As I said, I think the guy’s heart is in the right place, but I also think he’s on the wrong track. If those nice police officers decked out in riot gear get the order to beat the crap out of that group they will do so and not give a fuck about the humanity of the guy in the shirt.

        • thoughtsofcrys says

          So the answer is, what, they don’t give a fuck about our humanity, so let’s bash their heads in first? Or not organize protests at all?
          I’m not saying that they should go the hippie way and throw flowers at the cops and love them unconditionally. I also don’t think that the guy deserves to be called a pussy for being the bigger man and not devolving into unconditional hatred. The whole thing is really an impossible situation, and no one thing is going to resolve it. However, I do believe in peaceful protests as a strategy, rather than one of rioting. That does not mean that you can’t criticize, forcefully vocalize your displeasure, or be assertive, nor do I think that the guy in the video was making that argument at all. I just think he was trying to diffuse, rather than inflame, and the individual cops in the video responded positively to him for it, and maybe others who watch that video will too. He’s going for the Ghandi/MLK approach, and I don’t think there is anything wrong with that. I can like MLK’s message of peace and humanizing his oppressors, while at the same time hating racial segregation, acknowledging that others with a less peaceful message also played an important part in the civil rights movement, and understanding why people were very angry with their situation.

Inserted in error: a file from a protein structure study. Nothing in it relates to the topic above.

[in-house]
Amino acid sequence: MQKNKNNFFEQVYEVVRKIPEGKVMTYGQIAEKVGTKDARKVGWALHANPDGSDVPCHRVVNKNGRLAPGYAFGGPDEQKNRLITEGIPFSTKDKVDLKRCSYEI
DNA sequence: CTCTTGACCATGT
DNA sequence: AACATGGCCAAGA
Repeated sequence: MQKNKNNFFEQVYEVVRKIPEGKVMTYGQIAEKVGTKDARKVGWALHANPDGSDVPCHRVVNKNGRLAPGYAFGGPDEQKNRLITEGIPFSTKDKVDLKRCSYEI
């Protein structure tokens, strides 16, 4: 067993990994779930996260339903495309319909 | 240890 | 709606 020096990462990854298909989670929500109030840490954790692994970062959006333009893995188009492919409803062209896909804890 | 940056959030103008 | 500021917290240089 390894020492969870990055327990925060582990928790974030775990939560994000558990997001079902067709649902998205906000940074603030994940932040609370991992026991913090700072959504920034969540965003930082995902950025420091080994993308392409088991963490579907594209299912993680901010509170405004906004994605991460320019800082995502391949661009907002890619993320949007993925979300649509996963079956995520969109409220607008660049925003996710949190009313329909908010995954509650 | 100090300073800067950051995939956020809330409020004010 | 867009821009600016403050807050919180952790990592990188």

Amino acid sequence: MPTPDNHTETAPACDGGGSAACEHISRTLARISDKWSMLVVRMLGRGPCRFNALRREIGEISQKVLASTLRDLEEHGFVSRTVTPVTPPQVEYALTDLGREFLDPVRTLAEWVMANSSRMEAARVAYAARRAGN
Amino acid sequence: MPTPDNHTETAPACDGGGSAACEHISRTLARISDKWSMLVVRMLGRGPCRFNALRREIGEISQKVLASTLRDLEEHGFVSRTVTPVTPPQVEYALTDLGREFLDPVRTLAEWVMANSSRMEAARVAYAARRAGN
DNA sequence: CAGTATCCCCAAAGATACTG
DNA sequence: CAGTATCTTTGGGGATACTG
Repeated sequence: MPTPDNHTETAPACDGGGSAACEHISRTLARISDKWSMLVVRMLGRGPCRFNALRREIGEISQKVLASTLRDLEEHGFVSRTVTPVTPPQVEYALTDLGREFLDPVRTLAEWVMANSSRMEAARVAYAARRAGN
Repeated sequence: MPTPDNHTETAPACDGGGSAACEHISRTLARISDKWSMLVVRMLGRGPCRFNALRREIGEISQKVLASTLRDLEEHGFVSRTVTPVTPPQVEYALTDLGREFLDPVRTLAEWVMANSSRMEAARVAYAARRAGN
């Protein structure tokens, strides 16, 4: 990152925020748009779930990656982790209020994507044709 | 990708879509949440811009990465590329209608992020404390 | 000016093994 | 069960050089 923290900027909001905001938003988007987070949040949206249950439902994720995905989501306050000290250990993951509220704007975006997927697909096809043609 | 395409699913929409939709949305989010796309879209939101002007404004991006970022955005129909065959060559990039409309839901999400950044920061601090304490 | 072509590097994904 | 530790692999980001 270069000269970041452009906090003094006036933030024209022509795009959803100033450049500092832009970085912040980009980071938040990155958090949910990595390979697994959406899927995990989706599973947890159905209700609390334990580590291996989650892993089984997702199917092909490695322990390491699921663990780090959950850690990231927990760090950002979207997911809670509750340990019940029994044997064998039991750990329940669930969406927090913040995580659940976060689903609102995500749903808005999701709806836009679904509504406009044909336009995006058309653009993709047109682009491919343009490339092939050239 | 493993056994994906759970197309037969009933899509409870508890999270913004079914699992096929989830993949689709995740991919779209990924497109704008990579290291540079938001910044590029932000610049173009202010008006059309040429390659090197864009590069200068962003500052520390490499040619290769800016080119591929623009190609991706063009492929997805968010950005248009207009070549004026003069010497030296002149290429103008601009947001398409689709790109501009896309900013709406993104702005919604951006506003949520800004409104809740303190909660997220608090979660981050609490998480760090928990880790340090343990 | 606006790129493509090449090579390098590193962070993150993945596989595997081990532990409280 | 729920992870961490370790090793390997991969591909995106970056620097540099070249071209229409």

As for Kaepernick many criticized him, but many loved what he did and supported him too. You’re never going to get everyone on your side with one single act or gesture, but you can certainly move in the right direction, and more and more people are moving in the direction of support for the BLM. That’s precisely the reason the right wing is turning up the heat on the rhetoric, it’s because more and more people are listening.